Made a batch of biochar today since I could be there long enough for it to surely finish which took at least 3 hours. I always make sure and cool it off by filling the keg with water. Just spraying water on it will not cool it off enough to keep the biochar from burning up leaving you only ash.
Most of the hazel nut bushes have survived so I put tree guards around all of them that showed some life. Most are loosing their leaves now. They really have not grown much with many of them growing a new stem after the original one dropped its leaves.
Bio char steaming after a water spray.
2014 food forest swale that was seeded and covered weeks ago. I spread a bit more straw today and looked for signs of sprouted clover that was seeded weeks ago.
And look what I found down in the moist straw.
On the 2014 original swale and the extensions I made on the 2013 Swales I planted a seed mix that included common vetch which is growing really well late into the season and still has flowers.
Year old leaf pile with worms on backside of the upper 2013 food forest swale. I added some worms to this early in the year and I was very pleased to dig down and find worms living in the pile. Except for the garden area the soil is worm free so I’ve been adding them to compost and leaf piles all around. Hopefully we will have some mini Hereford cows to help the soil and worms.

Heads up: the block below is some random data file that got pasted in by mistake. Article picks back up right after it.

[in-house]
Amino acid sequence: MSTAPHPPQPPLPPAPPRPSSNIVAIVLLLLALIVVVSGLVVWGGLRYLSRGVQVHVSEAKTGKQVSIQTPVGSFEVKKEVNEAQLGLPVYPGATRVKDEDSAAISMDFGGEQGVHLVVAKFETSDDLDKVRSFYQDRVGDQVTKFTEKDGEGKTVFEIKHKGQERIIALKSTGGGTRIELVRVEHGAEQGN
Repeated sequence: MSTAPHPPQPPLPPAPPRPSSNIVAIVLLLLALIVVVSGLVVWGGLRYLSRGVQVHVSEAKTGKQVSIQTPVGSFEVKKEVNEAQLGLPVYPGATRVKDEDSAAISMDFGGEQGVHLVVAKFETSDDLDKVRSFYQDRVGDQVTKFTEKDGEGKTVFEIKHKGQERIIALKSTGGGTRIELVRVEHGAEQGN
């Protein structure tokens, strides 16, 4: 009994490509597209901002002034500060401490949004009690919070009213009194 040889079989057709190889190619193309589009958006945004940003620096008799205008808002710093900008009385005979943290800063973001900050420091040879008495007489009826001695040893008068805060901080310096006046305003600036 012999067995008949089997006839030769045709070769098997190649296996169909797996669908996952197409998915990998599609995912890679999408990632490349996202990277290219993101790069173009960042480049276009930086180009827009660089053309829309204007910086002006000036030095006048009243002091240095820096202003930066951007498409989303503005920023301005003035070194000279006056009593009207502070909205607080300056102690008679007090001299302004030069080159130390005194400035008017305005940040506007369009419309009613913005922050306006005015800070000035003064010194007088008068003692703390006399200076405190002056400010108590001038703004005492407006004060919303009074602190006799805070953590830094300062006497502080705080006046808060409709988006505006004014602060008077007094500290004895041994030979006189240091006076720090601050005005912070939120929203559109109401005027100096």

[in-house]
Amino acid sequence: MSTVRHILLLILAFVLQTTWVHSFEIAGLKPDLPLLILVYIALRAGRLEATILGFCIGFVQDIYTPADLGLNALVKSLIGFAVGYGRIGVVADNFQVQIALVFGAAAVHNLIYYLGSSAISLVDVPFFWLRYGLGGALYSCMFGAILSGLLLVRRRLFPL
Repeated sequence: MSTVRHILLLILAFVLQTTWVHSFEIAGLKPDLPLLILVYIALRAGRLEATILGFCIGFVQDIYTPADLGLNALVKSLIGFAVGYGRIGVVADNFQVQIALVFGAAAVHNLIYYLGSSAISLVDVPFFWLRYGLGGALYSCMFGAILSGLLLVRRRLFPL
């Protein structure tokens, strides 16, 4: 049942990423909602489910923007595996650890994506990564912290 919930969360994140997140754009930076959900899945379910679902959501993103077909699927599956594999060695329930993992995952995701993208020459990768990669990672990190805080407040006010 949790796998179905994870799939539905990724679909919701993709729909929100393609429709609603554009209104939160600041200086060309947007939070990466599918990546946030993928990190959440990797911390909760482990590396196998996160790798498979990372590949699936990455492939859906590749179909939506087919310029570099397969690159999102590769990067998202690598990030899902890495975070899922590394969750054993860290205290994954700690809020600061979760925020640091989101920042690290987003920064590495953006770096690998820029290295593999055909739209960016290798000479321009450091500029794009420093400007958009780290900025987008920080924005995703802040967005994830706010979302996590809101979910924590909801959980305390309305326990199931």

Here are some of the straw bales that I spread out over the newly dug hugel swale. I first threw out some clover seeds then I spread the straw out. I them threw out a bit more clover seed over the straw.
Most of this straw has been sitting on the groin out in a field since last year. So part of it was very wet and some had mushrooms growing out of it.
It takes a lot more time to spread out wet straw! Paying a dollar or two for each dry bale would have saved me a lot if time.
Below is one of the pinion pines that survived its first summer. Besides the attention they got when being planted which included biochar, soil amendments, initial water and mulch they have been neglected. The 25 ponderosa trees have faired much worse with most all of them dying months ago. They were much taller and the wind looked to take quite a toll on them. Even the four in tree guards died.
On Wednesday I finished the digging portion of the swale for the 2014 food forest. I added some more organic matter that I found in our neighborhood including: grass clippings, aspen limbs and even some worms.
This first photo shows the organic matter that makes up the woody core of the swale mound.
Here are some photos after the digging.
I dug this half of the swale with a skid steer with a straight edge bucket. The other half was dug with an excavator with teeth on the bucket.
Having dug Swales with an excavator and a skid steer I found the skid steer to be quicker. I do wish the skid steer had teeth on the bucket so I could rough up the soil. The skid steer has a five or six foot bucket making it really quick to dig this swale. I’m sure a large excavator with an experienced operator would be quicker than I was on the excavator I rented.